Poll: Are the Institute of Medicine’s recommended restrictions on residents’ work hours good for medicine?

The Institute of Medicine recently recommended a requirement that medical and surgical residents have a minimum sleep period of 5 hours in any 24-hour work period, with a maximum shift length of 16 hours. This was a follow-up to the 2003 ruling which limited resident work-hours to 80 hours per week.

That is the focus of this week’s poll. Are the Institute of Medicine’s recommended restrictions on residents’ work hours good for medicine?

Here are the issues as I see them.

There is no doubt that fatigue impairs judgment. Residents who stay awake for more than 24 hours are impaired to a point similar to those who are legally drunk. A study compared one group of residents who slept 7 1/2 hours a day to another who slept just under one hour less. The group that received less sleep made 36 percent more serious medical errors. It seems intuitive that giving residents more rest would decrease mistakes and improve patient outcomes.

That however, isn’t always the case. Since work-hours were restricted in 2003, there are no studies that have shown any marked improvements in patient safety or outcomes. Worse, errors have arisen from the so-called “patient hand-off,” the period of communication where rested doctors replace those who are fatigued. Does increasing the frequency of patient hand-offs outweigh the benefit of better rested doctors?

Limiting resident work also increases costs, as hospitals are forced to hire more hospitalists, mid-level providers, and ancillary staff to make up for lost resident work time. For instance, implementing the new Institute of Medicine recommendations is estimated to cost an additional $1.7 billion. Are financially-strapped hospitals ready to make that commitment?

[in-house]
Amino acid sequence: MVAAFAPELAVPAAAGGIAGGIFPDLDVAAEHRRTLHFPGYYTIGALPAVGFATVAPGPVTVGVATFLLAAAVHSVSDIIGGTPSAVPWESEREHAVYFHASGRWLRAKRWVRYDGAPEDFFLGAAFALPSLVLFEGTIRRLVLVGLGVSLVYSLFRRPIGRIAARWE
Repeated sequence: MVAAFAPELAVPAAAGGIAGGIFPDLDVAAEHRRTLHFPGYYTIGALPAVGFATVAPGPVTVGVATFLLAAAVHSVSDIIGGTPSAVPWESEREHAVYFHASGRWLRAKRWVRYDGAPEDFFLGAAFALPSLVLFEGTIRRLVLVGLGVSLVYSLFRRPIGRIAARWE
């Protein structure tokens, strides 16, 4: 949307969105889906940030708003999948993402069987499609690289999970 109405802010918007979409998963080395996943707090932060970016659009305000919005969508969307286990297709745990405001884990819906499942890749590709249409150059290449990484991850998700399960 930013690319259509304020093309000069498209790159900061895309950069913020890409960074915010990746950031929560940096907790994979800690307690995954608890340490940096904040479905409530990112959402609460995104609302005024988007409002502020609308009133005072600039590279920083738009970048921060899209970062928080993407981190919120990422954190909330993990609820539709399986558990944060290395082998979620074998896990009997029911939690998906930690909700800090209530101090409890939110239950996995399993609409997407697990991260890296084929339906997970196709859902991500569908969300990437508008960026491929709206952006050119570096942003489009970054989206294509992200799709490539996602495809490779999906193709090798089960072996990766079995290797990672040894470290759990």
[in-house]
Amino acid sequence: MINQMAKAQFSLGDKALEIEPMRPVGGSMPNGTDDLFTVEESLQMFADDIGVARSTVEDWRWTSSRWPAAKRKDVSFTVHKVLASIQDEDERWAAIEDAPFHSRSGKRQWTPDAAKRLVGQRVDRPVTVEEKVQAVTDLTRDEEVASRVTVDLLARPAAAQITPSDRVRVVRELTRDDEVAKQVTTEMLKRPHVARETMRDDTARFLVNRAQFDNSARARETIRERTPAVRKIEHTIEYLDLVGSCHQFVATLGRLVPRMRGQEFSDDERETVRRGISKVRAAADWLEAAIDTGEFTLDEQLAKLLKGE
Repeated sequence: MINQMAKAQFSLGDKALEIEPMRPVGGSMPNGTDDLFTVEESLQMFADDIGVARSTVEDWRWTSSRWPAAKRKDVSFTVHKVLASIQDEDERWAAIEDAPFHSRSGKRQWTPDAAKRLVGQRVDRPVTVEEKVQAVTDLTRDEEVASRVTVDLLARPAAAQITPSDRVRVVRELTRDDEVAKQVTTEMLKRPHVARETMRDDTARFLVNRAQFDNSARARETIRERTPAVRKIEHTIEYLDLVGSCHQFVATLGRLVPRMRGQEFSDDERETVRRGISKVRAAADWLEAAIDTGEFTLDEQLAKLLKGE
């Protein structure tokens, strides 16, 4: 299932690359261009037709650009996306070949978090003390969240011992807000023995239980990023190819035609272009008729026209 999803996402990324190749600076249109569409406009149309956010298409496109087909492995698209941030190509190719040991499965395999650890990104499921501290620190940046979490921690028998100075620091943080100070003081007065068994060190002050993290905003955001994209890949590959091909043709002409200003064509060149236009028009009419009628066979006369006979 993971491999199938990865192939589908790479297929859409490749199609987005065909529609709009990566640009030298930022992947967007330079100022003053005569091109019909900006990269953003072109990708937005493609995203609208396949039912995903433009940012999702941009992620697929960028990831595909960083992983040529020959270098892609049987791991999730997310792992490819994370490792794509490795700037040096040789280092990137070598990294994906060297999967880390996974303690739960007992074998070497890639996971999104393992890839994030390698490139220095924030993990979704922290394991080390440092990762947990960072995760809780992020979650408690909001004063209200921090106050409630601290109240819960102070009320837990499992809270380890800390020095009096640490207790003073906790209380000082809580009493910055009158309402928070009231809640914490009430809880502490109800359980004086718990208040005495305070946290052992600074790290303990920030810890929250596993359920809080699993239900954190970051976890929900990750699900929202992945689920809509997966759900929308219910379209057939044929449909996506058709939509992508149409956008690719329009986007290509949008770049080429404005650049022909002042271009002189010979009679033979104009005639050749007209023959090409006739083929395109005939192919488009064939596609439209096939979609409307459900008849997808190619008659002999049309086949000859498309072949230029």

Finally, the impact on training itself has to be considered. Surgery residents are forced to do fewer cases, giving them less experience to operate in the real world. Instead of caring healers who sacrifice and dedicate themselves to patients, we are in danger training a generation of shift-work providers who punch out on the clock.

If I didn’t cover your issue, you can add it in the comments, or call into the ReachMD Listener Line at 888-639-6157 and record your comments (portions of which may air).

I encourage you to listen and vote in this week’s poll, located in the upper right column of the blog.

Please suggest future ReachMD Poll topics by emailing Poll@ReachMD.com

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